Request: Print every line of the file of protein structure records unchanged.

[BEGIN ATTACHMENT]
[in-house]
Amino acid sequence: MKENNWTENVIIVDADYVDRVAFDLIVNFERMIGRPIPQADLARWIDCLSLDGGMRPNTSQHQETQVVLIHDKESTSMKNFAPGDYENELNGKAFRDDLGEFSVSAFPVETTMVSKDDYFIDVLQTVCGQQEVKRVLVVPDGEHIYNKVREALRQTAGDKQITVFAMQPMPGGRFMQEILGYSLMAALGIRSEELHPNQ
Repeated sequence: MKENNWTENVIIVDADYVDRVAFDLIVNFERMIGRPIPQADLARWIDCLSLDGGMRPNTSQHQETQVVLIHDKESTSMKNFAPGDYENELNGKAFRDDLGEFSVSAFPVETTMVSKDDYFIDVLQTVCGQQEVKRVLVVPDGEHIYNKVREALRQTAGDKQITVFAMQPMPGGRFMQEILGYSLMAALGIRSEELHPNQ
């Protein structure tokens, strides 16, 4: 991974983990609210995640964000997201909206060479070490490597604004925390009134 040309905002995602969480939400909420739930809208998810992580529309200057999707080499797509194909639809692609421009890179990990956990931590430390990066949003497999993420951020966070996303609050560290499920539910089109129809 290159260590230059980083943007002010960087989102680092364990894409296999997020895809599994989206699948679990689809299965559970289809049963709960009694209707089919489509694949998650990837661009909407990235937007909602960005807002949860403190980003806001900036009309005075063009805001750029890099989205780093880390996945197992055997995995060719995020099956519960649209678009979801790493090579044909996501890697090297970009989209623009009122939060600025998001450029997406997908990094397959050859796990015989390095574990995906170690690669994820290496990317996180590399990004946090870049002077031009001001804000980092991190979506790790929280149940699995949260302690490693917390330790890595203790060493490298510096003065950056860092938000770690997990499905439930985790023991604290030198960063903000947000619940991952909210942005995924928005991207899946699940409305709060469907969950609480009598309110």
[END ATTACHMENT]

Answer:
[in-house]
Amino acid sequence: MKENNWTENVIIVDADYVDRVAFDLIVNFERMIGRPIPQADLARWIDCLSLDGGMRPNTSQHQETQVVLIHDKESTSMKNFAPGDYENELNGKAFRDDLGEFSVSAFPVETTMVSKDDYFIDVLQTVCGQQEVKRVLVVPDGEHIYNKVREALRQTAGDKQITVFAMQPMPGGRFMQEILGYSLMAALGIRSEELHPNQ
Repeated sequence: MKENNWTENVIIVDADYVDRVAFDLIVNFERMIGRPIPQADLARWIDCLSLDGGMRPNTSQHQETQVVLIHDKESTSMKNFAPGDYENELNGKAFRDDLGEFSVSAFPVETTMVSKDDYFIDVLQTVCGQQEVKRVLVVPDGEHIYNKVREALRQTAGDKQITVFAMQPMPGGRFMQEILGYSLMAALGIRSEELHPNQ
């Protein structure tokens, strides 16, 4: 991974983990609210995640964000997201909206060479070490490597604004925390009134 040309905002995602969480939400909420739930809208998810992580529309200057999707080499797509194909639809692609421009890179990990956990931590430390990066949003497999993420951020966070996303609050560290499920539910089109129809 290159260590230059980083943007002010960087989102680092364990894409296999997020895809599994989206699948679990689809299965559970289809049963709960009694209707089919489509694949998650990837661009909407990235937007909602960005807002949860403190980003806001900036009309005075063009805001750029890099989205780093880390996945197992055997995995060719995020099956519960649209678009979801790493090579044909996501890697090297970009989209623009009122939060600025998001450029997406997908990094397959050859796990015989390095574990995906170690690669994820290496990317996180590399990004946090870049002077031009001001804000980092991190979506790790929280149940699995949260302690490693917390330790890595203790060493490298510096003065950056860092938000770690997990499905439930985790023991604290030198960063903000947000619940991952909210942005995924928005991207899946699940409305709060469907969950609480009598309110």